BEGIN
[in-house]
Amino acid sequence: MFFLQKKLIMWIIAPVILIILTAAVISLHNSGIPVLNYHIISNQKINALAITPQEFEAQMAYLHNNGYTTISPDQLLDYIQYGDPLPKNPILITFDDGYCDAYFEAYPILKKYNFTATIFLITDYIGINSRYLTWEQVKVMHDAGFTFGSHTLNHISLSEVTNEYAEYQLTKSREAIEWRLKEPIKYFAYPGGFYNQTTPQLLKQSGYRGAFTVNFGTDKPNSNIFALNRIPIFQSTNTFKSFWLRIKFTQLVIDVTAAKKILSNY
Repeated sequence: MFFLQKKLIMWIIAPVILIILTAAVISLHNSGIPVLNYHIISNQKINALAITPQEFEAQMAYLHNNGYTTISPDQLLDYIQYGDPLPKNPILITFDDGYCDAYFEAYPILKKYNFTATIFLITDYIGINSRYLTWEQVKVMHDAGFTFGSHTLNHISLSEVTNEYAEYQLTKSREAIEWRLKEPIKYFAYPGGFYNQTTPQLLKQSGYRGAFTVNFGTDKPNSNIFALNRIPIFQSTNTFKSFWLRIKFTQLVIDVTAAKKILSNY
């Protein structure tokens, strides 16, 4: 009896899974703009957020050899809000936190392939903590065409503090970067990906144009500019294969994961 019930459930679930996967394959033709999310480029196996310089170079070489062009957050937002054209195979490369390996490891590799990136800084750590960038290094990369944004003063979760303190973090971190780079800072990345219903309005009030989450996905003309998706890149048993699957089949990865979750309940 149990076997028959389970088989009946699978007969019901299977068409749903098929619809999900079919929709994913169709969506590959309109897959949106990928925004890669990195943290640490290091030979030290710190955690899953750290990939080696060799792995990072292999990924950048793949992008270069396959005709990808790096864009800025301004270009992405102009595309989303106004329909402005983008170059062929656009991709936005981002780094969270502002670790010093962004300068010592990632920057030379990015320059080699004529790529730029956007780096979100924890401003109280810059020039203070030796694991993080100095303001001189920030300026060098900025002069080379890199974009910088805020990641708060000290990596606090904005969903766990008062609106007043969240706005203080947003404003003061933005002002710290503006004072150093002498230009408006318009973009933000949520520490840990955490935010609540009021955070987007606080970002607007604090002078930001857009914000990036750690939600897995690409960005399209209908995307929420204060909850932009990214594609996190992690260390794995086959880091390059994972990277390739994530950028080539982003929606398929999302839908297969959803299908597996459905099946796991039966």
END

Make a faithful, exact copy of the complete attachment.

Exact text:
[in-house]
Amino acid sequence: MFFLQKKLIMWIIAPVILIILTAAVISLHNSGIPVLNYHIISNQKINALAITPQEFEAQMAYLHNNGYTTISPDQLLDYIQYGDPLPKNPILITFDDGYCDAYFEAYPILKKYNFTATIFLITDYIGINSRYLTWEQVKVMHDAGFTFGSHTLNHISLSEVTNEYAEYQLTKSREAIEWRLKEPIKYFAYPGGFYNQTTPQLLKQSGYRGAFTVNFGTDKPNSNIFALNRIPIFQSTNTFKSFWLRIKFTQLVIDVTAAKKILSNY
Repeated sequence: MFFLQKKLIMWIIAPVILIILTAAVISLHNSGIPVLNYHIISNQKINALAITPQEFEAQMAYLHNNGYTTISPDQLLDYIQYGDPLPKNPILITFDDGYCDAYFEAYPILKKYNFTATIFLITDYIGINSRYLTWEQVKVMHDAGFTFGSHTLNHISLSEVTNEYAEYQLTKSREAIEWRLKEPIKYFAYPGGFYNQTTPQLLKQSGYRGAFTVNFGTDKPNSNIFALNRIPIFQSTNTFKSFWLRIKFTQLVIDVTAAKKILSNY
């Protein structure tokens, strides 16, 4: 009896899974703009957020050899809000936190392939903590065409503090970067990906144009500019294969994961 019930459930679930996967394959033709999310480029196996310089170079070489062009957050937002054209195979490369390996490891590799990136800084750590960038290094990369944004003063979760303190973090971190780079800072990345219903309005009030989450996905003309998706890149048993699957089949990865979750309940 149990076997028959389970088989009946699978007969019901299977068409749903098929619809999900079919929709994913169709969506590959309109897959949106990928925004890669990195943290640490290091030979030290710190955690899953750290990939080696060799792995990072292999990924950048793949992008270069396959005709990808790096864009800025301004270009992405102009595309989303106004329909402005983008170059062929656009991709936005981002780094969270502002670790010093962004300068010592990632920057030379990015320059080699004529790529730029956007780096979100924890401003109280810059020039203070030796694991993080100095303001001189920030300026060098900025002069080379890199974009910088805020990641708060000290990596606090904005969903766990008062609106007043969240706005203080947003404003003061933005002002710290503006004072150093002498230009408006318009973009933000949520520490840990955490935010609540009021955070987007606080970002607007604090002078930001857009914000990036750690939600897995690409960005399209209908995307929420204060909850932009990214594609996190992690260390794995086959880091390059994972990277390739994530950028080539982003929606398929999302839908297969959803299908597996459905099946796991039966």